Lawsuit looks to ban election machines over use of QR codes

ATLANTA — Critics of Georgia’s elections were back in court Wednesday in Fulton County trying to ban the use of the voting machines used at every Georgia polling place.

Wednesday’s hearing was not about overturning the 2020 election. Instead, the plaintiffs were trying to block the continued use of the $100 million in voting machines Georgia uses at every polling place in the state.

A seemingly skeptical judge Kimberly Esmond Adams presided over the virtual court hearing.

The plaintiffs claim counting ballots by QR codes is against Georgia law.

“Doesn’t your argument totally ignore the evidence?” Adams asked the plaintiffs at one point.

“The heart of the lawsuit is that the vote is acclimated out of the QR code, and the voter cannot verify that,” Garland Favorito with said.

“You’re suggesting that there would be some kind of intricate system that would reflect one set of votes but record something entirely different?”

“Well, there may, be I don’t know. I can’t verify that,” an attorney for said.


The hearing comes as former U.S. Sen. David Perdue has filed an election-related lawsuit of his own alleging absentee ballot fraud.

Three recounts of the presidential election in Georgia found no such evidence. And a Henry County judge dismissed a suit similar to Perdue’s earlier this fall.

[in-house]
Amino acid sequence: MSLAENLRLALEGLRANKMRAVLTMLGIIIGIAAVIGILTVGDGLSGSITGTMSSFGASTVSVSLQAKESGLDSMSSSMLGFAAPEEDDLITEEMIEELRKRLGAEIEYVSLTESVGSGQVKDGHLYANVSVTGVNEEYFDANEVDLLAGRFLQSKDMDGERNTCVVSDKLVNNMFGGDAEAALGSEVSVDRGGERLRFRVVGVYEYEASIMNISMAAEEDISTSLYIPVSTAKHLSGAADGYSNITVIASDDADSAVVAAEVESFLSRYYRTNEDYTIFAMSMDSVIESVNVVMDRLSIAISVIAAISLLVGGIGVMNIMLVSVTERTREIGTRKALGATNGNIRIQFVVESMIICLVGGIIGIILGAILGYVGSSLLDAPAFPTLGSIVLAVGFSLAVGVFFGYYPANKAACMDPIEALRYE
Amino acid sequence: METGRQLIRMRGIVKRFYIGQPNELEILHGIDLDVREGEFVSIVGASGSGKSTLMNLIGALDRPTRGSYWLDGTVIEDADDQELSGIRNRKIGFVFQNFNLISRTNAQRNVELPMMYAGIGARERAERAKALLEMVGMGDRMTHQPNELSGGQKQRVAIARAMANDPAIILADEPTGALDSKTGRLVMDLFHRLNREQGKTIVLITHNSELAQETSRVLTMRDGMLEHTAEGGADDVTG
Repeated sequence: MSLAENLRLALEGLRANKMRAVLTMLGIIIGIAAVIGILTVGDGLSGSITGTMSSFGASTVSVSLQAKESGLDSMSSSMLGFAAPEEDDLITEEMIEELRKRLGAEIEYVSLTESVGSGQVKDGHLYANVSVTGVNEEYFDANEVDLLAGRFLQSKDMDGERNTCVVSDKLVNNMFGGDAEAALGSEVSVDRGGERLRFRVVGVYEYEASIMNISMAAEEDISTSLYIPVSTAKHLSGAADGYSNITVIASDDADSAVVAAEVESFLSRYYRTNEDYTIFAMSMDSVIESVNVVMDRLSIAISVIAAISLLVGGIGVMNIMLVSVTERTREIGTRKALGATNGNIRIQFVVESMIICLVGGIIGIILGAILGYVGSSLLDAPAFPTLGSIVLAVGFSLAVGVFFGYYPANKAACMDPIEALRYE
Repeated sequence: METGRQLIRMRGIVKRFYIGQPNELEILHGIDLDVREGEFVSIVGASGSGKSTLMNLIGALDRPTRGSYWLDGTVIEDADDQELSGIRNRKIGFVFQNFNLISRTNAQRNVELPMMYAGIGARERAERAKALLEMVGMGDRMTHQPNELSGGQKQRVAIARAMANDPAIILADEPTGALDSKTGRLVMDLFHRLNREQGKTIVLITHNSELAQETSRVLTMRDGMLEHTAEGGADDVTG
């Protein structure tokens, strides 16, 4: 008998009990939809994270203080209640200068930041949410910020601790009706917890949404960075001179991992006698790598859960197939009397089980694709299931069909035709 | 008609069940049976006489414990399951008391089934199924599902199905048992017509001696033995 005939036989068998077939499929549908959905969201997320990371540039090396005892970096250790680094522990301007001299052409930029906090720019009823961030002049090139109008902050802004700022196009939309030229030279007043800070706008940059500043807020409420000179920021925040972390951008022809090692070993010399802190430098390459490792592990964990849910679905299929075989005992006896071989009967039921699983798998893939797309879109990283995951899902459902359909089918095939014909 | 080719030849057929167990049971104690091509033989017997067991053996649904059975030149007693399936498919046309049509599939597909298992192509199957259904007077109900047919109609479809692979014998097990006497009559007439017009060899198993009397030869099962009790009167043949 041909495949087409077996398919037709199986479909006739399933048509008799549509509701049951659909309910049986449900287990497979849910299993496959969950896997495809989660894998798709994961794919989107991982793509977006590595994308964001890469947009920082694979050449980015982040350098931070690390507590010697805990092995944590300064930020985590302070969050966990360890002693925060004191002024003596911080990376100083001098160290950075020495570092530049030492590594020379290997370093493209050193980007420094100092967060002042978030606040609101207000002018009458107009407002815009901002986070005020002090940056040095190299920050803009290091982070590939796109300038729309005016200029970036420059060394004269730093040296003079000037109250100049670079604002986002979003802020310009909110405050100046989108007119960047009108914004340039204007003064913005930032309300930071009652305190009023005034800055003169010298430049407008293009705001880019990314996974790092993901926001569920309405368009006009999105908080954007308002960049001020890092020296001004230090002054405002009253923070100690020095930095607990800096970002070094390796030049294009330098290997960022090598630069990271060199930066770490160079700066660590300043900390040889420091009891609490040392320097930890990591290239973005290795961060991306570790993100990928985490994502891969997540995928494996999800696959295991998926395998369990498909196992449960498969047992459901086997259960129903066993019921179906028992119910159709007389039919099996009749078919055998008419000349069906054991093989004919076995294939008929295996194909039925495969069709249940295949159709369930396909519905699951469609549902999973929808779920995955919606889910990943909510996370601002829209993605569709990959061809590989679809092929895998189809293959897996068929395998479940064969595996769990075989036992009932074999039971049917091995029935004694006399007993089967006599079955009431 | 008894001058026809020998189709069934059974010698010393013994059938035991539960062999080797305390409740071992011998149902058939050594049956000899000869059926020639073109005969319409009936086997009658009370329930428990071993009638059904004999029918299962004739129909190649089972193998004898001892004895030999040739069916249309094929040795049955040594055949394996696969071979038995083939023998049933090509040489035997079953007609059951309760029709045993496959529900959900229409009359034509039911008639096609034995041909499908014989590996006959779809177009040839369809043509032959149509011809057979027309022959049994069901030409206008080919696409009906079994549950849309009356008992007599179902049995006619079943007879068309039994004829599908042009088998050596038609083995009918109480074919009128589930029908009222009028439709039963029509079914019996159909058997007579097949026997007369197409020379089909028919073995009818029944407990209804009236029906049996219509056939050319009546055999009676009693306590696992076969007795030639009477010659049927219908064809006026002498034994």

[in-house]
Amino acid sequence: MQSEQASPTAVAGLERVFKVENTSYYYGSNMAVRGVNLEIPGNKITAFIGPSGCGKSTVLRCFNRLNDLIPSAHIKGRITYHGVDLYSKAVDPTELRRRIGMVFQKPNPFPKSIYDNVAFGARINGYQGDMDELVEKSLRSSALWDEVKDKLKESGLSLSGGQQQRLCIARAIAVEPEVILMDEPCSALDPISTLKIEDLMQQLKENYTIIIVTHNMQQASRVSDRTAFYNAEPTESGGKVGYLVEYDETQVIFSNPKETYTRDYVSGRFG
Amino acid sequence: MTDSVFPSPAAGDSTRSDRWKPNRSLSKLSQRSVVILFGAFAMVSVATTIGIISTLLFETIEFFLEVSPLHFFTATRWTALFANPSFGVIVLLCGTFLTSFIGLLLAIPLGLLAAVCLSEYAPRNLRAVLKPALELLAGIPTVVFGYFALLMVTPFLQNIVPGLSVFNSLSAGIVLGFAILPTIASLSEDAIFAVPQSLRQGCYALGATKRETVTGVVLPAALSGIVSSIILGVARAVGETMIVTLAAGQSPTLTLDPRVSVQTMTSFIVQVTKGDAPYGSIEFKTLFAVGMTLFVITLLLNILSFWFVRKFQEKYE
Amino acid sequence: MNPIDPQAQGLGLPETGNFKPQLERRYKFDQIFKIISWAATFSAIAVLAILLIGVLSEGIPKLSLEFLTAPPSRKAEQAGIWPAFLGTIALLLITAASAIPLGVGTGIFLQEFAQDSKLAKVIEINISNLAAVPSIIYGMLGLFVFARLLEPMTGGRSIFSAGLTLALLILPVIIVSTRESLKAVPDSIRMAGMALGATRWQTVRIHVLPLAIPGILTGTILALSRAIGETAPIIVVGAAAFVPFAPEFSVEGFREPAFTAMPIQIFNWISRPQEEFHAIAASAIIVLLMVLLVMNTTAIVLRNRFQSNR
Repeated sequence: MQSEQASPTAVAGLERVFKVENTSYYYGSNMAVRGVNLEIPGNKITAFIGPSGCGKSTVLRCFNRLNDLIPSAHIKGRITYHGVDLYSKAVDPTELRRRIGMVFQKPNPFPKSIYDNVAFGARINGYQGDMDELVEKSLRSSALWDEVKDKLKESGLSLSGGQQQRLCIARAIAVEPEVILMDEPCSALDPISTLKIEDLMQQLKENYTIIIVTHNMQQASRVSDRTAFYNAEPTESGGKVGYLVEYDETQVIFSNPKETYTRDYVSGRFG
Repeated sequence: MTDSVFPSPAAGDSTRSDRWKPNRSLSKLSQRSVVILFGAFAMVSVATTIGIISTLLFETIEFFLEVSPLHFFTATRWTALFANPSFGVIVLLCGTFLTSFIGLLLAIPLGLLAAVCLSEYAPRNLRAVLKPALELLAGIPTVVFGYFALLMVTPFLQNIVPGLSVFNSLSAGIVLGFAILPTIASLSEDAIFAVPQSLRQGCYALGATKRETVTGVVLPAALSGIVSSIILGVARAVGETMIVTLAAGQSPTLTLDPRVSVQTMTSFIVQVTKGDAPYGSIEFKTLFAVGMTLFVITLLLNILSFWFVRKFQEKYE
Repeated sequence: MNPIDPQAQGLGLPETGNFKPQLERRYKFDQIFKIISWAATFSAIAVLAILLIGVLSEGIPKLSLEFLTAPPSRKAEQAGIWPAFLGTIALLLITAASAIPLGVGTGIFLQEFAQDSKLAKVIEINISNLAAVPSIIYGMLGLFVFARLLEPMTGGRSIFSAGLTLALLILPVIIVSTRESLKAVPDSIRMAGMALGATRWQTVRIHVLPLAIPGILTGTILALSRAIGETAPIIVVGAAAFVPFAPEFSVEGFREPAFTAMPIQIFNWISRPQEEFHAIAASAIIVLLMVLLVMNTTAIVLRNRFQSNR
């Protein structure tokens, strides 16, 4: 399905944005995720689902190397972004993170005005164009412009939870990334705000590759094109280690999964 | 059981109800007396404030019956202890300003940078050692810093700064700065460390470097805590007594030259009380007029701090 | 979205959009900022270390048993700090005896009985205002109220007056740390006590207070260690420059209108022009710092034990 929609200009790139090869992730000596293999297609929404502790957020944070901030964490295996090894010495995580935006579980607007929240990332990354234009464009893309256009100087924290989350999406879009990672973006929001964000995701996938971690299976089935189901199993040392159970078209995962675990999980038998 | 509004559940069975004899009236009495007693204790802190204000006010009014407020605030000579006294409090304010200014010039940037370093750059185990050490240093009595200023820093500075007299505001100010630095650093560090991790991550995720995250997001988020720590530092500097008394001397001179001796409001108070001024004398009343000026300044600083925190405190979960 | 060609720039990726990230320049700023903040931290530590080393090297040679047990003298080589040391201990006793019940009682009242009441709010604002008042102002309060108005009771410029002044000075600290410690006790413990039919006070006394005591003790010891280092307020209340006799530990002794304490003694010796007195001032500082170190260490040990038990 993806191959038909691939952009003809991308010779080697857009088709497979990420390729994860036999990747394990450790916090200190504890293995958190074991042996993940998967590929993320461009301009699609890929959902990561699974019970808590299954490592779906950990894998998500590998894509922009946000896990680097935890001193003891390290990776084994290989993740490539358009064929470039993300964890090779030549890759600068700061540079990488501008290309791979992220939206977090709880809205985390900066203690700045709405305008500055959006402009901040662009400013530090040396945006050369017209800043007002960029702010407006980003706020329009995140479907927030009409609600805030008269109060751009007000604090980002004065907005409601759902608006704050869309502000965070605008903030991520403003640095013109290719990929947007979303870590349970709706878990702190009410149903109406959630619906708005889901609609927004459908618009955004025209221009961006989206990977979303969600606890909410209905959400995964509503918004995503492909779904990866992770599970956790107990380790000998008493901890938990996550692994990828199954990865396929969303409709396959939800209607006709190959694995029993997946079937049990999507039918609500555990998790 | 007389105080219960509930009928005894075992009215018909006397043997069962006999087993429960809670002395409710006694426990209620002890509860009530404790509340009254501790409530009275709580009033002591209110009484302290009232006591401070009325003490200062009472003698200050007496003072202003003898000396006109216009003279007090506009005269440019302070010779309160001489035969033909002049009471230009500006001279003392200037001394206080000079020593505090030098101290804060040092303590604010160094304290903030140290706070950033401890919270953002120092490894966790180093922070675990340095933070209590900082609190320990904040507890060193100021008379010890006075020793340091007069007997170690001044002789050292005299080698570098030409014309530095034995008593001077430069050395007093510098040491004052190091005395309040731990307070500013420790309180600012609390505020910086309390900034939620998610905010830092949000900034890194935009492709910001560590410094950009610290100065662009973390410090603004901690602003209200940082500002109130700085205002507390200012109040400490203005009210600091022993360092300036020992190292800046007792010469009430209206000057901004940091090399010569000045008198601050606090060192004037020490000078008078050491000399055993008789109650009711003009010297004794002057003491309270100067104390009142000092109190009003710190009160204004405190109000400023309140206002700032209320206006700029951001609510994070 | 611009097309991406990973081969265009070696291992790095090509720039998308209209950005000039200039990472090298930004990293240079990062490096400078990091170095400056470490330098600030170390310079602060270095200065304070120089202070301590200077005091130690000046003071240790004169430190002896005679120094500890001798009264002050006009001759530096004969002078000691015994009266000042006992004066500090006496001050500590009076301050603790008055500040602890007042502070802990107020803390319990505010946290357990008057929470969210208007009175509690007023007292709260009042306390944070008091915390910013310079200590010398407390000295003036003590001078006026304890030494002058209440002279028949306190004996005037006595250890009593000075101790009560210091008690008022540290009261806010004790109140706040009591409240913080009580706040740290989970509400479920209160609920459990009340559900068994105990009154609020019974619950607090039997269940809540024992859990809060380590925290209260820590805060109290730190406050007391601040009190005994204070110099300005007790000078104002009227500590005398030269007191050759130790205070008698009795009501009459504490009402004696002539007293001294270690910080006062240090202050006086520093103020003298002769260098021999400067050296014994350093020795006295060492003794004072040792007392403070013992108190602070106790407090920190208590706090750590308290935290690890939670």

“It’s America. People can sue for whatever reason. We stand on the record. We stand on the law,” Georgia Secretary of State Brad Raffensperger said.

Raffensperger told Channel 2 investigative reporter Justin Gray that he wants his fellow Republicans who question Georgia’s elections to look at the results of a new study by the right-wing Heritage Foundation that just ranked Georgia No. 1 of all 50 states in election integrity.

“It is a Conservative group, but it also shows Georgia is No. 1 in the country for election integrity and that’s very important,” Raffensperger said.

At Wednesday’s hearing, lawyers for the state of Georgia moved to dismiss this latest lawsuit.

“The legislative language does not contain any sort of prohibition on use of a QR code,” attorney Charlene McGowen said.

Adams did not rule on the fate of Georgia’s voting machines Wednesday but could decide on the motion to dismiss the suit in the next few days.